A few months ago, (this was before you) I watched a video, which I’m sure you’ve seen, of your parents having a chat with President Obama. You mom and dad asked the president if they should name you Eleanor or Alice. Eleanor was my Grammy’s name. She died about four years ago and I loved her very much. (Almost as much as she loved me.) Eleanor is also the middle name of my big sister, Mary, who is my best friend in the world. And Alice, of course is my name. I share it with a little girl in a blue dress with a big imagination.

Now I’ll tell you something that makes me a little ashamed. When I saw that video, I was very annoyed with your parents. I did not want to share either of those names with you, which was selfish of me. (Particularly because I know my Grammy would have been delighted to share her name with you.) I complained quite a lot.

But now you have been born and you are called Alice! So here I am, learning a valuable lesson about sharing, that I should have known since I was two. (Growing up doesn’t happen all at once—I’m beginning to suspect it takes all our lives. Probably till we’re eighty-five.)

Honey, regardless of how selfish and silly I am, I want you to be sure to wear our name well. It’s a lovely one and I know you can make it lovelier. I don’t usually like labels very much. In fact, though I like a lot of your dad and uncle’s videos, I’ve never even called myself a nerdfighter. I always figured my name, (our name,) was enough. It sounds pretty, it looks pretty, it’s easy to spell and say, and best of all, it means “noble.” So be noble, little Alice. Run with the young and walk slowly beside the old. Give as much as you can. Forgive fully and gracefully. When others talk, listen with your mouth shut. When you are angry, speak as slowly as you can. Don’t take yourself too seriously. Always say what you mean. Say ‘thank you’ when someone gives you a compliment (even if you don’t think it’s true.) Smile at strangers and say ‘hello.’ Also, remember that a handwritten poem is the best birthday present. (I’m sorry I fall short on that front this time.) Don’t forget. (I know you won’t.)

All my love,

another Alice

By the time I finished writing it, I was very much wishing I that it was addressed to little girl who did not already have half the internet fawning over her, in other words, a little girl who might actually read it someday. But then, patient advice like I tried to give above could still be good for another Alice I know—who apparently still has selfish little identity crises spurred by strangers’ unborn babies.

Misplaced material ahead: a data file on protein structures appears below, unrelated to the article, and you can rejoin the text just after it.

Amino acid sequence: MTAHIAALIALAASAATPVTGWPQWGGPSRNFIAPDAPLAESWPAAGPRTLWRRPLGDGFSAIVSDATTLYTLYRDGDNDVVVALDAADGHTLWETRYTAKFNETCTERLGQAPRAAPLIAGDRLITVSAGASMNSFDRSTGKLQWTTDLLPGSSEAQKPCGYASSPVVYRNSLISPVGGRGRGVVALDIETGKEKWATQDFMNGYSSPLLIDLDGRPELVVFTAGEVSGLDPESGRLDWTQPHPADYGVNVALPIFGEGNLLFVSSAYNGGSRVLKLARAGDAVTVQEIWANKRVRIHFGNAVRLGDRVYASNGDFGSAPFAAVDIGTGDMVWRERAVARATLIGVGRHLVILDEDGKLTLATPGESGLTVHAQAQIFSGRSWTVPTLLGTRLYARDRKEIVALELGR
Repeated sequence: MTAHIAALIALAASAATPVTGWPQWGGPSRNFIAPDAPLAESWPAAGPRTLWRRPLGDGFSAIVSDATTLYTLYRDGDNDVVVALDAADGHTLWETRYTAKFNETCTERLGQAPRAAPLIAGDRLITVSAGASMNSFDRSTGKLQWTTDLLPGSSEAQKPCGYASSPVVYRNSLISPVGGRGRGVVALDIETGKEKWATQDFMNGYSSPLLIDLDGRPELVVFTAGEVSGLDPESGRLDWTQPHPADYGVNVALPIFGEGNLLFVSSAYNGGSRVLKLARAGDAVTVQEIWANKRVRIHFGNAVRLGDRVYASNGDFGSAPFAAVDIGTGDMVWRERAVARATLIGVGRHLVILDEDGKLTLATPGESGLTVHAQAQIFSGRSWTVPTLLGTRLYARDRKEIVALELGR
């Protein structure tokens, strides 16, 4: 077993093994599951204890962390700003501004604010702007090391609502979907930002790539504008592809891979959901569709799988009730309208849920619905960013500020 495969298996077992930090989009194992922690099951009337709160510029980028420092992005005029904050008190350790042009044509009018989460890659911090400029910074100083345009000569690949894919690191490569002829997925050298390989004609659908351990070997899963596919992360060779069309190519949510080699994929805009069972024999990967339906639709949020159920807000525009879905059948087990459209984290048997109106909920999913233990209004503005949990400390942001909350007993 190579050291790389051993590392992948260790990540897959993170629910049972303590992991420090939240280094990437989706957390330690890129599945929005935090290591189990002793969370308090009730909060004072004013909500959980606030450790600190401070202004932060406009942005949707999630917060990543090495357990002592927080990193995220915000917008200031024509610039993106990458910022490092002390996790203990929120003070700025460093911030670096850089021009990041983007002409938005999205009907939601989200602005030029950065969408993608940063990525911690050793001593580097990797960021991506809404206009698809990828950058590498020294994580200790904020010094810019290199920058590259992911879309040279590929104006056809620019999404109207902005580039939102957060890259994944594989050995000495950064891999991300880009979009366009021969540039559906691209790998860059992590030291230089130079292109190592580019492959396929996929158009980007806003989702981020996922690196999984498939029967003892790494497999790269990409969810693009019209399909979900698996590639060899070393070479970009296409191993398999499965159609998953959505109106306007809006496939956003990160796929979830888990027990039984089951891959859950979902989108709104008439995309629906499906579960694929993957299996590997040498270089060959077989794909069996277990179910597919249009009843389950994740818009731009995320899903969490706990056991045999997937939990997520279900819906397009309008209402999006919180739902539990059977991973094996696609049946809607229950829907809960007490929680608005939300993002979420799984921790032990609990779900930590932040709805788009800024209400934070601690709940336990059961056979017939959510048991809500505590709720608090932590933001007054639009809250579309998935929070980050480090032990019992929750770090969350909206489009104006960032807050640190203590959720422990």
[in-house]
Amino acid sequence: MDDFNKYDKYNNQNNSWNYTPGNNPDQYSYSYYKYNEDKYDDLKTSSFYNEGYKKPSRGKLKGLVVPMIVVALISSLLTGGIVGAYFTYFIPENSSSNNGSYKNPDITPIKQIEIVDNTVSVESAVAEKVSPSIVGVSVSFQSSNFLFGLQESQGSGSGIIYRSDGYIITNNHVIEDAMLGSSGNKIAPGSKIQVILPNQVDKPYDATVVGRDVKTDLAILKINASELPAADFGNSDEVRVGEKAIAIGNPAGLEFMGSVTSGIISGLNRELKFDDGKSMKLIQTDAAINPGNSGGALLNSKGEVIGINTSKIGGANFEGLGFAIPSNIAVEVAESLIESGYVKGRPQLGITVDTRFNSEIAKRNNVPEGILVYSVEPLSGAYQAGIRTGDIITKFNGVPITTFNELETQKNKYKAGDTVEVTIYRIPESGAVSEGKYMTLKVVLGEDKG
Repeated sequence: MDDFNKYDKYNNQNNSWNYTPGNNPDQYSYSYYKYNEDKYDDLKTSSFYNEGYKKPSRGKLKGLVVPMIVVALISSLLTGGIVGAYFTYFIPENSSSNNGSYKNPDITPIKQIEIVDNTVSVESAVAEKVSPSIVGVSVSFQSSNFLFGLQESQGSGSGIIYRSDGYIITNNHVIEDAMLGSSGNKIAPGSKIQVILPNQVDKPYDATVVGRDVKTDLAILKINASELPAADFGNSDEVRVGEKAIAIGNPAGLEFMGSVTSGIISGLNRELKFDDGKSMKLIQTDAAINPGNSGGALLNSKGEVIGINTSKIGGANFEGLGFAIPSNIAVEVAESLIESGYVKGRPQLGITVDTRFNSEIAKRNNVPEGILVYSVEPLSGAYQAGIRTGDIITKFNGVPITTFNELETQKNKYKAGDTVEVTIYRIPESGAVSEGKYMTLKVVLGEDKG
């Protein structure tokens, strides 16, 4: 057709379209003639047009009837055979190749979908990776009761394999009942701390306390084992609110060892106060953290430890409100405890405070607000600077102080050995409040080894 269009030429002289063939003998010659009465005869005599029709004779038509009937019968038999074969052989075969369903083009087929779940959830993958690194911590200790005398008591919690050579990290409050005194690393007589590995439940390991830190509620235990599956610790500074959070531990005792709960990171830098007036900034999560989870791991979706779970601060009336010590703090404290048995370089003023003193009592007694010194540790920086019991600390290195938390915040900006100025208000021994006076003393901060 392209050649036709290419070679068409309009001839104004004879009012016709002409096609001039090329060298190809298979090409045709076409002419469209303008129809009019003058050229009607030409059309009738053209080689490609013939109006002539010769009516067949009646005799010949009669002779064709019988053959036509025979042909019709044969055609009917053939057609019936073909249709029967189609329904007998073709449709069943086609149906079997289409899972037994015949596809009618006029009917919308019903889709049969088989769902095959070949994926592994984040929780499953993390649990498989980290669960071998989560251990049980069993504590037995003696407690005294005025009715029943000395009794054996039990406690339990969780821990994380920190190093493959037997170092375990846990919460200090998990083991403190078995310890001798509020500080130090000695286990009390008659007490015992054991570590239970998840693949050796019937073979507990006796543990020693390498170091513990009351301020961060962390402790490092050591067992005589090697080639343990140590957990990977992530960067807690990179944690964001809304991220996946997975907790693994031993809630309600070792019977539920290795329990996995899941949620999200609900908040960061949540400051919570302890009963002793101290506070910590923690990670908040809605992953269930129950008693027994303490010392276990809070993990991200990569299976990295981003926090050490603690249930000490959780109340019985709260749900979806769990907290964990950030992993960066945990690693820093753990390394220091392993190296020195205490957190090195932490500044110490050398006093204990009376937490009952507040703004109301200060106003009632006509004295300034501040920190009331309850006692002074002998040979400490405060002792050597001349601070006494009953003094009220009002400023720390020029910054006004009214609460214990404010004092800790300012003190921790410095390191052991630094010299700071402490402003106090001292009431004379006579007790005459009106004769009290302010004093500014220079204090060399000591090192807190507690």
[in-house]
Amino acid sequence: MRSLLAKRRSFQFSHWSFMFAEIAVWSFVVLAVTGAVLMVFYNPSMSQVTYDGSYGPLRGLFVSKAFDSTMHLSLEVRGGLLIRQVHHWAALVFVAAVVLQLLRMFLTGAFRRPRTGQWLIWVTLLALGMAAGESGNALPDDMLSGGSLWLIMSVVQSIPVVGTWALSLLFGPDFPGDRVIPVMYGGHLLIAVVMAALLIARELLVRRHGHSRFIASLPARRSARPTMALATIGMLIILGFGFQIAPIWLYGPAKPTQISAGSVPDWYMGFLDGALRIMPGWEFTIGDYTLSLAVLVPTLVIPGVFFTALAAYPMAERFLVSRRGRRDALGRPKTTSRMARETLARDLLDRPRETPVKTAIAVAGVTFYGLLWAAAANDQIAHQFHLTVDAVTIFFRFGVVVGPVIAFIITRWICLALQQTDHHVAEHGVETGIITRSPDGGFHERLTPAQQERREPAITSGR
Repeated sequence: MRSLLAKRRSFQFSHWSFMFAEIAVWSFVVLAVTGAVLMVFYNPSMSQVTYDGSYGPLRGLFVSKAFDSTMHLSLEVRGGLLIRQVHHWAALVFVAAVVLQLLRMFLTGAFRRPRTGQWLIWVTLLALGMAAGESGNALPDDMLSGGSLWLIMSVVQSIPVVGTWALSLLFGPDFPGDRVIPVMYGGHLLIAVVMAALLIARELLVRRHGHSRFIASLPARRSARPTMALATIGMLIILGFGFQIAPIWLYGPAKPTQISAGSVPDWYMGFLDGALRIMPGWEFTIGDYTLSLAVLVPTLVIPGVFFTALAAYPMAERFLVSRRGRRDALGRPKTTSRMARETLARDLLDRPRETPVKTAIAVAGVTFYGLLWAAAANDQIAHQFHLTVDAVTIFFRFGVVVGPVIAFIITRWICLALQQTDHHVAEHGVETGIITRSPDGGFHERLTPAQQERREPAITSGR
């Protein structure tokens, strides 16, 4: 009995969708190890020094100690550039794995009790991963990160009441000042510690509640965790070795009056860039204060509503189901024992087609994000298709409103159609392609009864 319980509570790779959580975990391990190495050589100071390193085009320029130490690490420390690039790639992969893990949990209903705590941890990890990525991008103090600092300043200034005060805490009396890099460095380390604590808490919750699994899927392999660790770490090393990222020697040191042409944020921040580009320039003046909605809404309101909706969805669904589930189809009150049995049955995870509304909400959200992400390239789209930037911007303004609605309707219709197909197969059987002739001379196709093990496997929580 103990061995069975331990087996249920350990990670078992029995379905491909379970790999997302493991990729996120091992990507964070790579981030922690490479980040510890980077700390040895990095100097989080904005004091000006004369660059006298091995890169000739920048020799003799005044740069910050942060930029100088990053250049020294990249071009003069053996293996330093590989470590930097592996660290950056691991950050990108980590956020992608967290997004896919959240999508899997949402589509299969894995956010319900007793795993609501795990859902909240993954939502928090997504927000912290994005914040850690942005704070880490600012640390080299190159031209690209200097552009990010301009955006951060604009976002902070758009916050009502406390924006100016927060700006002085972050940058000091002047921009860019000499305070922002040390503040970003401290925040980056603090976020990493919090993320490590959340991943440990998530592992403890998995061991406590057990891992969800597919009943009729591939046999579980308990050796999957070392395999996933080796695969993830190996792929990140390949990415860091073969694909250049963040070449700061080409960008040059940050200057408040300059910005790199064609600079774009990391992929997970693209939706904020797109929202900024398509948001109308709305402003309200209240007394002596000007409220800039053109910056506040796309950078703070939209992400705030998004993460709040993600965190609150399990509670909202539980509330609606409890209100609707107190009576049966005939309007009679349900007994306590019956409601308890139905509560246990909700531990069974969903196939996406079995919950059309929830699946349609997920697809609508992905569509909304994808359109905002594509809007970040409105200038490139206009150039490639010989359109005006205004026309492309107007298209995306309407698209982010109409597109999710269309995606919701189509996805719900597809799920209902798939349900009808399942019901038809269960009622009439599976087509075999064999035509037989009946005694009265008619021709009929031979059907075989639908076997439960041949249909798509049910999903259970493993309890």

It’s funny really, that we wonder so much about who we are, that I feel the need to broadcast my giddy delight over forcing my clothing into intraspecies friendships, that I feel the need to tell myself to the world. Maybe I’m snobbily adverse to labels as a means of defining myself, but I still go in for stories, and clothes, and words, (and, um, a blog…)

My friend Hopkins wrote a poem called “As Kingfishers Catch Fire.” Here’s a bit:

“Each mortal thing does one thing and the same:

Deals out that being indoors each one dwells;

Selves – goes itself, myself it speaks and spells,

Crying What I do is me: for that I came.”

I love this poem, as I do most Hopkins, and yet these lines make me unsure. I am surrounded by young people like myself, who scrounge for whatever platform they can get hold up their me-ness where everyone else will see it. The internet is crammed with people nonchalantly begging for everyone else to affirm them. “Like it, will you? Like me, will you?”

Hopkins’ poem has a second stanza. (Good poets always do their best to answer the questions they pose, even when they pretend they have been open-ended.)

“I say more, the just man justices;

Keeps grace: that keeps all his goings graces;

Acts in God’s eye what in God’s eye he is –

Christ – for Christ plays in ten thousand places,

Lovely in limbs, and lovely in eyes not his

To the Father through the features of men’s faces.”